Does Sustainable Intensification of Maize Production Enhance Child Nutrition? Evidence from Rural TanzaniaDOWNLOAD FILE
October 13, 2017 - Author: Jongwoo Kim, Nicole M. Mason, and Sieglinde Snapp
Jongwoo Kim, Nicole M. Mason, and Sieglinde Snapp, 2017. Does Sustainable Intensification of Maize Production Enhance Child Nutrition? Evidence from Rural Tanzania. Feed the Future Innovation Lab for Food Security Policy Research Paper 80. East Lansing: Michigan State University.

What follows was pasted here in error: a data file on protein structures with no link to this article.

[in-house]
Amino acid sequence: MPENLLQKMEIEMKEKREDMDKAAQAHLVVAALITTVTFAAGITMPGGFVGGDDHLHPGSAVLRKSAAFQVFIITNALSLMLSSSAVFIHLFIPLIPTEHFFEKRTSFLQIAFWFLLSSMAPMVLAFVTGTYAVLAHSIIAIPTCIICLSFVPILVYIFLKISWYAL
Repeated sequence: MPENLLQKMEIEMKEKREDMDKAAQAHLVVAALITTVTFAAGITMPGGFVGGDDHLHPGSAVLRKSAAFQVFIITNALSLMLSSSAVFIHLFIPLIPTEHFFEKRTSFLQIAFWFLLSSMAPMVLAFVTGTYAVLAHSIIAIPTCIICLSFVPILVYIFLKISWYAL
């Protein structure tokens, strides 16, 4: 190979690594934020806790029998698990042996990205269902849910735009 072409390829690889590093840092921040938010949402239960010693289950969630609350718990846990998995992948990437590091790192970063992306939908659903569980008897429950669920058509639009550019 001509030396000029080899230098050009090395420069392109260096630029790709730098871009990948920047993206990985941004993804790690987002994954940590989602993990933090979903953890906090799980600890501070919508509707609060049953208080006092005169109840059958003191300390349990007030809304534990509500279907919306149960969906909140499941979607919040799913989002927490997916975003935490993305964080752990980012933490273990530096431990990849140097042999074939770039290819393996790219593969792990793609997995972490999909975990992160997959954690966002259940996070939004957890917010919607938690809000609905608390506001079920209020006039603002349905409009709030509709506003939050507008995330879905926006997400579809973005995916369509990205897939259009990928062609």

Food insecurity, child malnutrition, and land degradation remain persistent problems in Sub-Saharan Africa. Agricultural sustainable intensification (SI) has been proposed as a possible solution to simultaneously address these challenges. Narrowly defined, SI entails raising agricultural productivity while preserving or improving the natural resource base, but broader definitions of SI require that it also maintain or enhance human well-being, including child nutrition. Yet there is little empirical evidence on if adoption of practices that contribute to SI from an environmental standpoint do indeed improve child nutrition. To begin to fill this gap, this study uses nationally representative household panel survey data from Tanzania to analyze the child nutrition effects of rural households’ adoption of farming practices that contribute to the SI of maize production, an important staple. We consider three soil fertility management practices and group households into four categories based on their use of the practices on their maize plots: Non-adoption; Intensification (use of inorganic fertilizer); Sustainable (use of organic fertilizer, maize-legume intercropping, or both); and SI (joint use of inorganic fertilizer with organic fertilizer and/or maize-legume intercropping). Results from multinomial endogenous treatment effects models combined with the Mundlak-Chamberlain device to control for time invariant unobserved household-level heterogeneity suggest that among children aged 0-59 months, adoption of all three categories improves children’s height-for-age z-scores (HAZ) relative to Non-adoption, while only the SI category enhances children’s weight-for-age z-scores (WAZ). Since children are largely breastfed until age 2, we re-estimate the models using children age 25-59 months. The sub-sample results suggest that adopting practices in the Sustainable and SI categories increases HAZ by 0.44 and 0.38 units, respectively, and WAZ by 0.29 and 0.52 units, respectively, on average, relative to non-adopting households. Intensification has no statistically significant effects. These changes are against sub-sample mean HAZ and WAZ values of -1.77 and -0.98, respectively. In rural Tanzania, improving the SI of maize production from an environmental standpoint also appears to have beneficial effects on child nutrition.